Increase in emergence regime
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Ascophyllum nodosum is normally exposed to air for no more than a few hours (Lüning, 1990). An increase in the period of emersion would subject the species to greater desiccation and nutrient stress, leading to a depression in the upper limit of the species distribution on the shore. Other species are also likely to be affected in a similar way so intolerance of the biotope is considered to be intermediate. Where present the ecad can proliferate itself vegetatively from its own broken fragments which continue to divide forming new plants. Therefore, recovery should be possible within five years although it may take longer for plants to return to original density and biomass so a rank of moderate of reported.
Decrease in emergence regime
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Ascophyllum nodosum ecad mackaii and its component species are all likely to survive increased or full immersion. However, a reduction in the period of emersion may result in the species being competitively displaced by faster growing species and may allow the upper limit of the population of Ascophyllum nodosum to extend up the shore.
Increase in water flow rate
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The biotope occurs in very sheltered locations with weak or very weak tidal streams because the mackaii ecad is unattached. Therefore, the biotope is likely to be highly intolerant of an increase in water flow rate because plants of the characterizing species will be washed away. The attached form and the other fucoid algal species in the biotope are able to tolerate higher water flow rates than the unattached ecad. For recovery see additional information.
Decrease in water flow rate
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The biotope occurs in very sheltered locations where water flow rates may be negligible so a decrease is not relevant.
Increase in temperature
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Chock & Mathieson (1979) found no major physiological difference between the attached form of Ascophyllum nodosum and its ecad scorpioides so it seems likely that the mackaii ecad will also be physiologically similar to the attached form. Ascophyllum nodosum and the mackaii ecad are intertidal and so are regularly exposed to rapid and short-term variations in temperature. Both exposure at low tide or rising tide on a sun-heated shore may involve considerable temperature increases. Growth has been measured between 2.5 and 35°C with an optimum between 10 and 17°C (Strömgren, 1977). In the North Sea Ascophyllum nodosum can tolerate a maximum temperature of 28°C and the optimum growth rate is at 15°C (Lüning, 1990). Laboratory experiments in New Hampshire showed that Ascophyllum nodosum exhibits a eurythermal response to temperature with a more pronounced optimum occurring during the summer than the winter (Chock & Mathieson, 1979). Overall, summer plants showed a higher rate of net photosynthesis than winter specimens. Therefore, the species is likely to be quite tolerant of a long term change in temperature of 2°C. The species is unlikely to be affected by a short term change of 5°C, as it was not damaged during the unusually hot summer of 1983 when the average temperature was 8.3°C higher than normal (Hawkins & Hartnoll, 1985). Although some of the associated macrofauna may be more intolerant of increases in temperature they are not key to the structure and function of the biotope. Therefore, the biotope is considered to have low intolerance to increases in temperature. However, the species has been found to be damaged by thermal pollution if the water temperature is above 24°C for several weeks (Lobban & Harrison, 1997) and the southern limit of the species distribution is controlled by the maximum summer temperature of about 22°C (Baardseth, 1970).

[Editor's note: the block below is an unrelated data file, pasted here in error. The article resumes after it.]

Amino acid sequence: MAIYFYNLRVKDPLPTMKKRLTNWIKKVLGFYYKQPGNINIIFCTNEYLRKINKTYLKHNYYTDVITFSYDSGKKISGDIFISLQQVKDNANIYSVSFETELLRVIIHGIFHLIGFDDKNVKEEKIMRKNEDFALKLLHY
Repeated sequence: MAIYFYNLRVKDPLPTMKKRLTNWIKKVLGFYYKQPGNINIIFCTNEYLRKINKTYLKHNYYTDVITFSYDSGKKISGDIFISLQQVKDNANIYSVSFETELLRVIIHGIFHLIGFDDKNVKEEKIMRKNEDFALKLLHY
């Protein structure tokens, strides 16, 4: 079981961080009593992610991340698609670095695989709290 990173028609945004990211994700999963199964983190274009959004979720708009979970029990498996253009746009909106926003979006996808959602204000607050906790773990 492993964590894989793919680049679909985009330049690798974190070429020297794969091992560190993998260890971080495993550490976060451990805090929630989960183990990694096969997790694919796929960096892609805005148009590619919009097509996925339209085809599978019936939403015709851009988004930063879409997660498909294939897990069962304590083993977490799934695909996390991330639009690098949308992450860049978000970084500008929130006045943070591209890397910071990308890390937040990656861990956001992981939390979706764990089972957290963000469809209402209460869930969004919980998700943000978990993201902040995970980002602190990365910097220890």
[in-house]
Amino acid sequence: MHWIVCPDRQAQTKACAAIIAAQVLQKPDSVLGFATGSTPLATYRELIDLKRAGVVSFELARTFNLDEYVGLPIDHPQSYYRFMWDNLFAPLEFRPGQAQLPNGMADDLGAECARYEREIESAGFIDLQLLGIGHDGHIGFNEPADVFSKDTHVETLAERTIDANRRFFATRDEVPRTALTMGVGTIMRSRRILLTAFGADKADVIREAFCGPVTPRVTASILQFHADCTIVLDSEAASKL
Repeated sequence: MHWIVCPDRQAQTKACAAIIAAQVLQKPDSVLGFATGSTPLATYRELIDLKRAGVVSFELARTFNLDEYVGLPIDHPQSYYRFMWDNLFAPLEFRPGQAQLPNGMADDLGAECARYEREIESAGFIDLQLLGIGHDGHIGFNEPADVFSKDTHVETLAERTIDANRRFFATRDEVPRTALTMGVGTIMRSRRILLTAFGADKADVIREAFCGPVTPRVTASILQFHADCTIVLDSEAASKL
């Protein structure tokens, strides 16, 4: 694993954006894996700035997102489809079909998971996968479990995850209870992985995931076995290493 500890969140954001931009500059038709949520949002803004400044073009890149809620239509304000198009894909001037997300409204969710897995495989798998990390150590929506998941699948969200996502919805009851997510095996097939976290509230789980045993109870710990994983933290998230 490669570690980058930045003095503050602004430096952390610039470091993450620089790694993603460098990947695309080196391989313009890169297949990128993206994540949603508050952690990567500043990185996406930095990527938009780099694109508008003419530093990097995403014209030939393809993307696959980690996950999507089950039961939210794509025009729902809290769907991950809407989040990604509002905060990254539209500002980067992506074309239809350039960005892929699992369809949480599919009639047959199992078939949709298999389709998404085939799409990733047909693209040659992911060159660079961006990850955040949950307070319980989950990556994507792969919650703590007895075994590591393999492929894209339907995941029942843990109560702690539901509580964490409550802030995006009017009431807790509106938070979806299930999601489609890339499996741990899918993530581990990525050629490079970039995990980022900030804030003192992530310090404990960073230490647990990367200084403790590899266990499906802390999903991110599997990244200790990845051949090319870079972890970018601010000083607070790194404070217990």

Decrease in temperature